MacBook/2.4GHz (Mid 2010)

Earlier this month, . Available in just one standard configuration, the new now sports a faster running processor and improved graphics that provide a modest speed improvement over its predecessor.

New to the MacBook is a 2.4GHz Intel Core 2 Duo, which takes the place of the 2.26GHz Intel Core 2 Duo used in the ( Macworld rated 4 out of 5 mice ). An Nvidia GeForce 320m integrated graphics subsystem replaces the Nvidia GeForce 4200m integrated graphics.

The only other differences of note are the addition of inertial scrolling and the Mini DisplayPort now supports both audio and video out when using a compatible third-party adapter. These new features were added to the .

The new MacBook's appearance is identical to the mid-2009 model it replaces, using the same 13-inch glossy screen and white plastic unibody design. Also unchanged are the ports, with a Mini DisplayPort, two USB 2.0 ports, and a Gigabit Ethernet port--FireWire continues to be missing (by me, at least).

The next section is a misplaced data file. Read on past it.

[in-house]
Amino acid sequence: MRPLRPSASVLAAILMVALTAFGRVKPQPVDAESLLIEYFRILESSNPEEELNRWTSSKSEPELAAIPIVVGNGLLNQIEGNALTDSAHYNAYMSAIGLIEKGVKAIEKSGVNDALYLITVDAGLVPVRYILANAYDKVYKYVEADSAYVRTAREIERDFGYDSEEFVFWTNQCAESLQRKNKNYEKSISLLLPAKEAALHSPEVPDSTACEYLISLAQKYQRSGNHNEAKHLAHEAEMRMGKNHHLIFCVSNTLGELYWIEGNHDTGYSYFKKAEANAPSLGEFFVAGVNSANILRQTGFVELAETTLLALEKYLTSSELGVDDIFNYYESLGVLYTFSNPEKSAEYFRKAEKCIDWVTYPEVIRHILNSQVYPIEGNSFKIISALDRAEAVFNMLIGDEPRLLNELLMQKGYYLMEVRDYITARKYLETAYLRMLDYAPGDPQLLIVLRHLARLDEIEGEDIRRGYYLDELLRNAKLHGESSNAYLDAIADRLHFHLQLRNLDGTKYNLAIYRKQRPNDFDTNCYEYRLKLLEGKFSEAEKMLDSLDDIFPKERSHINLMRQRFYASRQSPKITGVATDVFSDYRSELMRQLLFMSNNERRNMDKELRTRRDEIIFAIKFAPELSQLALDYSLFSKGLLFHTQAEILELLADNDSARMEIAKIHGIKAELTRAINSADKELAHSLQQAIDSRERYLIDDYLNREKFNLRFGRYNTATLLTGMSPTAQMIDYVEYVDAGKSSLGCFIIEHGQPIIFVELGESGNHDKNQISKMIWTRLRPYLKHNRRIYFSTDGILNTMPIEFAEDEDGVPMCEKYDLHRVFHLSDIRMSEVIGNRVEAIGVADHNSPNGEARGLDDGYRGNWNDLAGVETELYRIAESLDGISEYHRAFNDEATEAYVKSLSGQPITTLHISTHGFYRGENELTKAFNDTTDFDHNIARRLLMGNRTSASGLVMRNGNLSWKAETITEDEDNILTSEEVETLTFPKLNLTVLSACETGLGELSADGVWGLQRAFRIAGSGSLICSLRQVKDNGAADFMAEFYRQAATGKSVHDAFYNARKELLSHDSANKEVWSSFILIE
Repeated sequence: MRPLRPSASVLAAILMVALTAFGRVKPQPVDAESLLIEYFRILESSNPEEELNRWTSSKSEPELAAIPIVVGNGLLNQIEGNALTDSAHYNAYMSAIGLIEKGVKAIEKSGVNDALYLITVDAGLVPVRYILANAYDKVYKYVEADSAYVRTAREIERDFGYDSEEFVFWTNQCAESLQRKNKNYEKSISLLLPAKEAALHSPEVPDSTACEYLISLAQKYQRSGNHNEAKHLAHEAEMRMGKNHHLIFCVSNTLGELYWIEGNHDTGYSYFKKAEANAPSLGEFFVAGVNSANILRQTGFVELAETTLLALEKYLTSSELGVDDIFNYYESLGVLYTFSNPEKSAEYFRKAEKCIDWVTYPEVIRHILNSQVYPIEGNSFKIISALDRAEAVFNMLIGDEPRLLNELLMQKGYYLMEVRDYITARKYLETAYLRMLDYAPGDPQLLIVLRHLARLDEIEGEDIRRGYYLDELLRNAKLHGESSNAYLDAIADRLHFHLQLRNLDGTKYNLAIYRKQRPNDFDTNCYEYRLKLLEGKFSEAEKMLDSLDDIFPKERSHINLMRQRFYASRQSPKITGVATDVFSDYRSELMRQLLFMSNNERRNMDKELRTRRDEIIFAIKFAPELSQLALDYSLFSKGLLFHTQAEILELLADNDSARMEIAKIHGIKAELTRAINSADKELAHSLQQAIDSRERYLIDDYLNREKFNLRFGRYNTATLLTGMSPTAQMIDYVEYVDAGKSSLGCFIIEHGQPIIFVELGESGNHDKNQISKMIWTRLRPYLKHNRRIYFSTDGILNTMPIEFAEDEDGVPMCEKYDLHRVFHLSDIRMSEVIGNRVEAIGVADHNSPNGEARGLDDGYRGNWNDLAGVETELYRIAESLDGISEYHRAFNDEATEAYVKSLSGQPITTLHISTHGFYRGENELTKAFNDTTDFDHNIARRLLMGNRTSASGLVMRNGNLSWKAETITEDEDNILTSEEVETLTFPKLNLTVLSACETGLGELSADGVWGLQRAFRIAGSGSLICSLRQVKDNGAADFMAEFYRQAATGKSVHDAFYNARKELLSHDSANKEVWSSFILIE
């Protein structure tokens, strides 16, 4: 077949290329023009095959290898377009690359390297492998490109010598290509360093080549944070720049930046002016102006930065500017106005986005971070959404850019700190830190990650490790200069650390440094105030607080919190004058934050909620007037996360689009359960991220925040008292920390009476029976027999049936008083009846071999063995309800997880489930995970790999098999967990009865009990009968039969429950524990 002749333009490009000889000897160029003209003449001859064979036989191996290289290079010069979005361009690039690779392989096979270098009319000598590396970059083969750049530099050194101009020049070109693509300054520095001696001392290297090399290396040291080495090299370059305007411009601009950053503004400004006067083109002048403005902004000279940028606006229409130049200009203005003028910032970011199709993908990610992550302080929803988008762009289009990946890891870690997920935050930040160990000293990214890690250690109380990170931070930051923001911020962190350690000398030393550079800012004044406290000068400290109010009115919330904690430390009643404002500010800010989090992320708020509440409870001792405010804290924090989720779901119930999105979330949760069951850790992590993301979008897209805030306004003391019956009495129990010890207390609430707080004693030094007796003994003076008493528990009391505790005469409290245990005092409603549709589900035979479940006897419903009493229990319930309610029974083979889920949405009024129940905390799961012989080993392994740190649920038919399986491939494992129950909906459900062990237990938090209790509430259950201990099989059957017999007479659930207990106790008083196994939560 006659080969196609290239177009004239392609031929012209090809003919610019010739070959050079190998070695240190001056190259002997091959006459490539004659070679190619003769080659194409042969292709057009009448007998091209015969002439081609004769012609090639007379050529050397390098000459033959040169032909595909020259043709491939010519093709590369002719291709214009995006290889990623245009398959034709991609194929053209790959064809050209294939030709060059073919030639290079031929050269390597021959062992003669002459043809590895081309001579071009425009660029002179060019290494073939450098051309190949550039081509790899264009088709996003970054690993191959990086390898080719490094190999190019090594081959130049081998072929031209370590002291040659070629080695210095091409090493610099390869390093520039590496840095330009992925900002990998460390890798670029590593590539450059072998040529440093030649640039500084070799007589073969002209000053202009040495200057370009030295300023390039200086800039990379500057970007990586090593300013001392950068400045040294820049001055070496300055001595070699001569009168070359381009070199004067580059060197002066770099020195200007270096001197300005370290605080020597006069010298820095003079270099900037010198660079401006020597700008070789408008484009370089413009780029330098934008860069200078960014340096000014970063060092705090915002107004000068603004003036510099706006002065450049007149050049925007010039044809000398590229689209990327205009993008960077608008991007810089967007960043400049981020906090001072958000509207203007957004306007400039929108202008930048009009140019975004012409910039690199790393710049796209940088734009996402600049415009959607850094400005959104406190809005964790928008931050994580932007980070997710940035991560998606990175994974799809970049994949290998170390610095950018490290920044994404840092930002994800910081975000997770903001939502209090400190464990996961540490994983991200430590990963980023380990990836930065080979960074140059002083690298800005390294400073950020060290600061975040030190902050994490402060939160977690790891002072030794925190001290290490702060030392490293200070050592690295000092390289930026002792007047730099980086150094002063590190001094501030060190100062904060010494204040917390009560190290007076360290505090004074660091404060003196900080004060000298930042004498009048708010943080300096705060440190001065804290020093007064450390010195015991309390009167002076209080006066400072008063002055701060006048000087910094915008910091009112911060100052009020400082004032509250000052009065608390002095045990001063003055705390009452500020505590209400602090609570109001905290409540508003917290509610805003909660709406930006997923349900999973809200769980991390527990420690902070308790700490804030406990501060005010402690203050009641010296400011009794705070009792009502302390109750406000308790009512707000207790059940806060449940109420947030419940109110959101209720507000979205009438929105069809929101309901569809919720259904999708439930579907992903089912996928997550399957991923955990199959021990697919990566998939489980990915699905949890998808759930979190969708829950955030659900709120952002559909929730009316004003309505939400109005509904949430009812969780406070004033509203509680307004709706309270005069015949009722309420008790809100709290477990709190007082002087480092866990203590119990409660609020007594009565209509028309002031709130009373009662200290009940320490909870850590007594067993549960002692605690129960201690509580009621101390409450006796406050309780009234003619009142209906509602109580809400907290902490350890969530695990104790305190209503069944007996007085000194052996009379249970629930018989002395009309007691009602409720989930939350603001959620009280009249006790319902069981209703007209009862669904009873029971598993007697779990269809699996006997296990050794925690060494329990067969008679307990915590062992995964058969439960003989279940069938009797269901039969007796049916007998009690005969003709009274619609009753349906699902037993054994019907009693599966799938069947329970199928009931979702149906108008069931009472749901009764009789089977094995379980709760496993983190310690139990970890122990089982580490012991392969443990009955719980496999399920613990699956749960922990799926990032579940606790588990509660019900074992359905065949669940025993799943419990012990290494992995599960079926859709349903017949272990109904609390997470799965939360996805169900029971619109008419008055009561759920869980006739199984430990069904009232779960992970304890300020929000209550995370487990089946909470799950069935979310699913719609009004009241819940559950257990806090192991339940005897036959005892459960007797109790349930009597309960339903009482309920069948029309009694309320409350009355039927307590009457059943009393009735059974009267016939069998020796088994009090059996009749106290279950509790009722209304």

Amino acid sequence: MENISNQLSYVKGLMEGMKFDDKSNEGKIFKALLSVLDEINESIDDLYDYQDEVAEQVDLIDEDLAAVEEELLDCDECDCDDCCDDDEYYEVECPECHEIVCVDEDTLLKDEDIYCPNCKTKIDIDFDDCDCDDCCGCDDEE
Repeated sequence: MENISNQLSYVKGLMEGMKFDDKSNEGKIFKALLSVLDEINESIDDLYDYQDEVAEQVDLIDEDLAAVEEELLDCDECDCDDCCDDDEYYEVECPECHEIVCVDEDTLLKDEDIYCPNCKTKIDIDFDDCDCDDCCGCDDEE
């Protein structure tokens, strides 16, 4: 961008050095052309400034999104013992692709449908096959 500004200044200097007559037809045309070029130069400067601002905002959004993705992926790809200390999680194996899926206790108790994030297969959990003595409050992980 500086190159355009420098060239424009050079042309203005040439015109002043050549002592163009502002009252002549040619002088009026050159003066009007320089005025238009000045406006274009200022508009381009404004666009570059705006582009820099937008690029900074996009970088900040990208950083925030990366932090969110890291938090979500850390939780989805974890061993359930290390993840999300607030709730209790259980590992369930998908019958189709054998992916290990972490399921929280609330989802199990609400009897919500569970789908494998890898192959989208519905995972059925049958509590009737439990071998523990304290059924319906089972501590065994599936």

Like the older system, the new MacBook ships standard with 2GB of RAM, and Apple says that 4GB is the recommended maximum RAM configuration. In case you are wondering, the entire line ships with 4GB of RAM standard, with a maximum configuration of 8GB. It's possible to install 8GB of RAM in a MacBook and it would probably work just fine, but if something goes wrong, you'd be on your own. The included warranty and AppleCare won't cover a MacBook with 8GB of RAM.

To find out how much these enhancements affect performance, we ran the new MacBook through our suite of overall system tests. We found that the new MacBook, with a Speedmark 6 score of 118, was seven percent faster than the 2.26GHz MacBook it replaces.